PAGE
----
While in prison, Cumber was charged in October 2012 with second-degree murder in Musil-Buehler's presumed death, although investigators had not located her body. Traces of her blood found in her car, which was found parked outside a Bradenton bar, and her apartment were among the evidence leading to Cumber being charged with killing her.

Cumber was scheduled to stand trial next month. If convicted at trial, he could have faced life in prison.

On Thursday morning, Cumber entered into a plea agreement before Circuit Judge Diana Moreland, pleading no contest to a charge of second-degree murder. Cumber had to tell authorities what happened to Musil-Buehler and assist in helping to find her body. If her body is not recovered, he will instead face a little more than 22 years in prison.

Cumber appeared calm as he spoke with Moreland.

He named the medications he is currently taking for back pain and depression, but said he understood the deal he was making and felt competent to make the decision to accept it.

Musil-Buehler's stepson was among those on the beach Thursday watching as sheriff's investigators searched for Musil-Buehler's body.

"The Buehler family is just happy," stepson Eric Buehler said outside Haley's Motel, which his family still owns. "It's grief and relief."

Thomas Buehler, his father and the victim's estranged husband at the time of her murder, is laying low, he said.

The stepson and Debbie Akins, a long-time employee of the hotel, were brought out near where Cumber told investigators he buried Musil-Buehler underneath the metal pavilion.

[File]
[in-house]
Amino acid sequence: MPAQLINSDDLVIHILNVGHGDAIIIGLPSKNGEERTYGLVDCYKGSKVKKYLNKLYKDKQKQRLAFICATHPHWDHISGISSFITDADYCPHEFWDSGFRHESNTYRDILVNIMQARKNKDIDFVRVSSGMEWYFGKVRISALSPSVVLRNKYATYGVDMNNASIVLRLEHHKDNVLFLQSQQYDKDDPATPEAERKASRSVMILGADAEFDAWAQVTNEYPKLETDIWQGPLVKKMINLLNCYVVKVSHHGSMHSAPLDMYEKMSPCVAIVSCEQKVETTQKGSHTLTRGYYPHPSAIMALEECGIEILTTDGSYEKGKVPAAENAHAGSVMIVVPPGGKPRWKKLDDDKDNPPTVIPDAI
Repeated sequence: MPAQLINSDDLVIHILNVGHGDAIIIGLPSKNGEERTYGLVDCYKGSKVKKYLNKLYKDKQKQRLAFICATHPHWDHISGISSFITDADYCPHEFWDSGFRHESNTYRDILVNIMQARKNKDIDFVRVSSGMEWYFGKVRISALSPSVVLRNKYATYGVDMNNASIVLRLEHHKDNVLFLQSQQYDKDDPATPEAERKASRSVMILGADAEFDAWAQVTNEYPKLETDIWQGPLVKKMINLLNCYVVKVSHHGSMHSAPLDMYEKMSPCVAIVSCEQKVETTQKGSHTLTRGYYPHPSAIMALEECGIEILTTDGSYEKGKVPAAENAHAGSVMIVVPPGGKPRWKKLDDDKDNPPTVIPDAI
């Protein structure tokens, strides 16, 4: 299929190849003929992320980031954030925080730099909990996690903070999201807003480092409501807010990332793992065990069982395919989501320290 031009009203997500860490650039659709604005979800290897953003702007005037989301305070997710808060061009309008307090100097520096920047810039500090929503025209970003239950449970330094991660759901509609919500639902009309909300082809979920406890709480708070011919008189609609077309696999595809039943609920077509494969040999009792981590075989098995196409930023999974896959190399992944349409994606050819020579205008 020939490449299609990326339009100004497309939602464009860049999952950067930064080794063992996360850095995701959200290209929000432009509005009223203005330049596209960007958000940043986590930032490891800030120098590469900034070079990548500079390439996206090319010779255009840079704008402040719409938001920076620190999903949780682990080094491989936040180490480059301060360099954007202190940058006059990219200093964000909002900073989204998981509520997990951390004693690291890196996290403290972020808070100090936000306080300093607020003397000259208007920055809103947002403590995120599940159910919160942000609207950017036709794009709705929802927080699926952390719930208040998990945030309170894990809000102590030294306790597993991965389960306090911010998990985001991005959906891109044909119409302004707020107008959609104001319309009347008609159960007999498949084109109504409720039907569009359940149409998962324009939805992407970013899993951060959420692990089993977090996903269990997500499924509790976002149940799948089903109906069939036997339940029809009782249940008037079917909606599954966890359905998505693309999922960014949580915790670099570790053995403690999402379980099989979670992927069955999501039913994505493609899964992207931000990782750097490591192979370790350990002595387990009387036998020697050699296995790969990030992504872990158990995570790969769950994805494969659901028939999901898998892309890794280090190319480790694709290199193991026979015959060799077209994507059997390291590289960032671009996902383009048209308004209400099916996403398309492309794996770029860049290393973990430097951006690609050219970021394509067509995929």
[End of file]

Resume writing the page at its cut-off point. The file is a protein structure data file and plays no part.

"We have stood where she was," he said in shock. "I've been there with my kids even."

His father is doing OK, after hearing that Cumber finally confessed and told detectives where his wife's body is, Eric Buehler said.

"She can finally be given a proper memorial," he said, adding they are taking it one day at a time for now.

The younger Buehler was also glad any doubts or questions surrounding any possible connection between his dad and his stepmother's disappearance and murder can finally be quashed.

"Some people really thought he had done it," Akins said.

The sheriff's office has searched Anna Maria Island numerous times in the past seven years for Musil-Buehler's remains.

In May 2014, investigators searched the Gulf side of Anna Maria Island for Musil-Buehler's body. After drawing new conclusions from evidence, they searched an undeveloped plot on the bay side off of South Bay Boulevard.

On Aug. 18, 2014, a backhoe crew found undergarments at the south end of Bay Boulevard in the city of Anna Maria. They were sent to a DNA lab for testing, but no DNA was found on the undergarments, according to former lead detective John Kenney of the Manatee County Sheriff's Office.

Steube was present each time they searched for Musil-Buehler. He seemed confident Thursday morning they were finally going to find her body.

"When I pulled up at 81st Street, I said, 'This is new' to the detectives," Steube said.

The sheriff said finding the victim's body was always important for the family, although he said there was sufficient evidence to convict Cumber.

"I feel good for them that they are going to finally have closure after all these years," Steube said.

Jessica De Leon, Herald law enforcement reporter, can be reached at 941-745-7049. You can follow her on Twitter @JDeLeon1012.